Prior to the sale of the land, it appears that a building was constructed on what became Suburban Section 178. Renovations to the building in the 1970s uncovered part of a newspaper clipping, dated 22 May 1874, pasted to one of the walls. The building may have been constructed for use by Gillett during his survey of the Manchester Block. According to the Feilding Star, in January of that year Gillett was obliged to vacate his tent to make way for incoming immigrants, whose promised accommodation had not been completed. If the building was constructed for Gillett, it was as temporary accommodation or as a base for his survey work. Gillett's permanent residence was in the Rangitikei. His wife gave birth to his daughter, Emily Esther, there in 1874 and in 1875 Gillett confirms that he was living in Marton. The family may have relocated to Feilding for a short period as his daughter, Ellinor Frances, was born there in 1877. However, the family had other property in Feilding and there is no available information on the location of their residence during this period.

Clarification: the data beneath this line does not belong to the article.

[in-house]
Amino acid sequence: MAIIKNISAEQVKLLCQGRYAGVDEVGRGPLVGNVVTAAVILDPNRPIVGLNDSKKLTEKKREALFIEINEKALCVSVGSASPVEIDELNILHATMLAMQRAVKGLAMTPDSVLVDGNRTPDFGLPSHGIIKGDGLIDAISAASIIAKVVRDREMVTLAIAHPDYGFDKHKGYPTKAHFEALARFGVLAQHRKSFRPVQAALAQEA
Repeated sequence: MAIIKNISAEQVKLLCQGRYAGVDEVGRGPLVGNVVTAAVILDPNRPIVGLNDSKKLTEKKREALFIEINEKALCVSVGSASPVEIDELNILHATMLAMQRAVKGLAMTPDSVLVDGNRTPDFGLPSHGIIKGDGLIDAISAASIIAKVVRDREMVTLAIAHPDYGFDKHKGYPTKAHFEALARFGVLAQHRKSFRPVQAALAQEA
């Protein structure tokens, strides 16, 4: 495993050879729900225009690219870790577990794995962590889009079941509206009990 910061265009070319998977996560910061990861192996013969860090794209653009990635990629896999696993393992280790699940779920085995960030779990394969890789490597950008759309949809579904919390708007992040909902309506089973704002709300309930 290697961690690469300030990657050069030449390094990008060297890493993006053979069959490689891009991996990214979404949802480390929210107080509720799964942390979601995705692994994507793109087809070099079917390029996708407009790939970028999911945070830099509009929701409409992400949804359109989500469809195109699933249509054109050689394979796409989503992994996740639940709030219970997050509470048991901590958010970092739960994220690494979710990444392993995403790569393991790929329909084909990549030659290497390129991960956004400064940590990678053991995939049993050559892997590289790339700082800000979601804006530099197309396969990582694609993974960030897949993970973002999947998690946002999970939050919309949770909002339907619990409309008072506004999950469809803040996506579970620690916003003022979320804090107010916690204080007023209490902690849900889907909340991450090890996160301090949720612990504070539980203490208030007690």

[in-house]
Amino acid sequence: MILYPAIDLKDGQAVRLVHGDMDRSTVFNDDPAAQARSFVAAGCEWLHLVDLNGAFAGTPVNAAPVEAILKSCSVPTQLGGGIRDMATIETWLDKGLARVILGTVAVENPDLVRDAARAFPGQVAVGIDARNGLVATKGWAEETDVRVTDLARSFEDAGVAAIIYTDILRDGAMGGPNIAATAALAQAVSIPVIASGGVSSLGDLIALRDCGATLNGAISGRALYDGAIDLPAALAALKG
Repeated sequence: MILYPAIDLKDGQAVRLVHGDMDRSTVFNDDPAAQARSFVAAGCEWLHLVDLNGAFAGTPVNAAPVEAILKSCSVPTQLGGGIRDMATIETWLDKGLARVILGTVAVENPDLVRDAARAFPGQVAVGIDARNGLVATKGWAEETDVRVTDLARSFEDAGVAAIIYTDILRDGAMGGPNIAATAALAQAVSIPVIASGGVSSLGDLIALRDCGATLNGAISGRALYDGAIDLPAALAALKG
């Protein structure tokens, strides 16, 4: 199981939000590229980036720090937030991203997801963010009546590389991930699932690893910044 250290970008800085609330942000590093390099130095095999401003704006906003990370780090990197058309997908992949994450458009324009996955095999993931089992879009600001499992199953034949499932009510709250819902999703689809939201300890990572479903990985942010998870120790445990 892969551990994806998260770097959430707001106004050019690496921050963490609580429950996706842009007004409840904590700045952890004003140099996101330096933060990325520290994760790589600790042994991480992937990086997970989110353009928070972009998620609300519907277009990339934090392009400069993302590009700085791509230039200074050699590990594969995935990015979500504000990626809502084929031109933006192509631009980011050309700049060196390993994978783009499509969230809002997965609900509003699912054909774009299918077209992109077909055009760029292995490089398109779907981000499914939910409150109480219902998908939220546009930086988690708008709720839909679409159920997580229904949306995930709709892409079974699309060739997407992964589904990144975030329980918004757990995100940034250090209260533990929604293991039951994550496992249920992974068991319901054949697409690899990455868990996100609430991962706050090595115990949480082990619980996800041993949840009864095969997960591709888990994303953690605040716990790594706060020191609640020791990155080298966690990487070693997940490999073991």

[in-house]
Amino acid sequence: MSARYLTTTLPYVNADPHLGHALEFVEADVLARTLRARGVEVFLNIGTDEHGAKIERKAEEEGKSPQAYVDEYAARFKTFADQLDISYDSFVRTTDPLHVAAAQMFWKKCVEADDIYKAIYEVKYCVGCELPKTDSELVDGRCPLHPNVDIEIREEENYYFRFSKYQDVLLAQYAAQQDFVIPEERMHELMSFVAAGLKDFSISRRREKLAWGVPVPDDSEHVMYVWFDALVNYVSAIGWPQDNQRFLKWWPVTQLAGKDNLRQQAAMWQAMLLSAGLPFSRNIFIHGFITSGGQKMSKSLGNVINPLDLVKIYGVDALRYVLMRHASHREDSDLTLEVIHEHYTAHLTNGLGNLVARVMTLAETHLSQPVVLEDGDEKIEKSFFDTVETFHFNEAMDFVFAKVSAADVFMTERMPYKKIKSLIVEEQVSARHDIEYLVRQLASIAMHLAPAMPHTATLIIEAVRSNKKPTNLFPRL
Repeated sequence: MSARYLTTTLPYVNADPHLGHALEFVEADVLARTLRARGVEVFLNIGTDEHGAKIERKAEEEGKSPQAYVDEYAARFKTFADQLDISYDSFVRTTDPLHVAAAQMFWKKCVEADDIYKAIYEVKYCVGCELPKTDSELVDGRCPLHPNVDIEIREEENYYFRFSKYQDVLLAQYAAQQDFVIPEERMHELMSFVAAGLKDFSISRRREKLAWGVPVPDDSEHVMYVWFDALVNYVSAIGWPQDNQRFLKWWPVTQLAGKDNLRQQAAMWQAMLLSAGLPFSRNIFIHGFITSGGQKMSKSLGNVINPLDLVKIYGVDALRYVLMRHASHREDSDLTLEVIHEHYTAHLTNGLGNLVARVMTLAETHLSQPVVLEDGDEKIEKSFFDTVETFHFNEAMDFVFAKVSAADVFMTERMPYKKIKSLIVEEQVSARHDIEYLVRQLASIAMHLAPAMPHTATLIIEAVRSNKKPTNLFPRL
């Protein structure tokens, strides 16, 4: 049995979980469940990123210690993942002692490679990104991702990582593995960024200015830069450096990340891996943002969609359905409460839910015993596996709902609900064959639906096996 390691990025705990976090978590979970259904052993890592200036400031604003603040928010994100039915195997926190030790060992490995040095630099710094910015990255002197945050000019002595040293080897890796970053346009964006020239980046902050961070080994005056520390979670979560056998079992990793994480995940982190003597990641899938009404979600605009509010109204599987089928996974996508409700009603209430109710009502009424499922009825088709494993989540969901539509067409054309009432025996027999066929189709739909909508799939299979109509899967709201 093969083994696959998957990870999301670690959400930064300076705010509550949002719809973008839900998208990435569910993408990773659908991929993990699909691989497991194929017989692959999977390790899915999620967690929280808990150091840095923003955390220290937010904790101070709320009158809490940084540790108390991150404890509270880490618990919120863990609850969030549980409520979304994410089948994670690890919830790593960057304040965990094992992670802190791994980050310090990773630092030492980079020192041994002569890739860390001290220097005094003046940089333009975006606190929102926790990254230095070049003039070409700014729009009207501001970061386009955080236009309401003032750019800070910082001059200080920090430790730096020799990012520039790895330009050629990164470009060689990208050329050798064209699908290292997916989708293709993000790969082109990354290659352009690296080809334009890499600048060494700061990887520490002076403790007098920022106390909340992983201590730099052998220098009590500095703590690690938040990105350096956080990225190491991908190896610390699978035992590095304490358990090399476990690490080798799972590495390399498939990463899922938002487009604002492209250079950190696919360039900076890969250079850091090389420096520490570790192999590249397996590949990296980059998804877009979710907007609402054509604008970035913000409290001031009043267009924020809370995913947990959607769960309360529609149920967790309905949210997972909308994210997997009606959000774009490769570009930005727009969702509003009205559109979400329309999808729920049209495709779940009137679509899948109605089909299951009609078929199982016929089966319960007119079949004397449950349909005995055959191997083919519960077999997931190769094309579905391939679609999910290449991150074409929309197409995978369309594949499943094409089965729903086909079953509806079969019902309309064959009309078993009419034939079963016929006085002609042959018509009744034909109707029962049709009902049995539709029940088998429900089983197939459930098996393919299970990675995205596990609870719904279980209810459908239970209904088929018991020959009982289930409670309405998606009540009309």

Gillett retained Section 178, and continued to pay rates on it until 1883. On 30 May 1882 Gillett mortgaged the property and on 10 October 1883 it was transferred 'under mortgage' to Douglas Hastings Macarthur.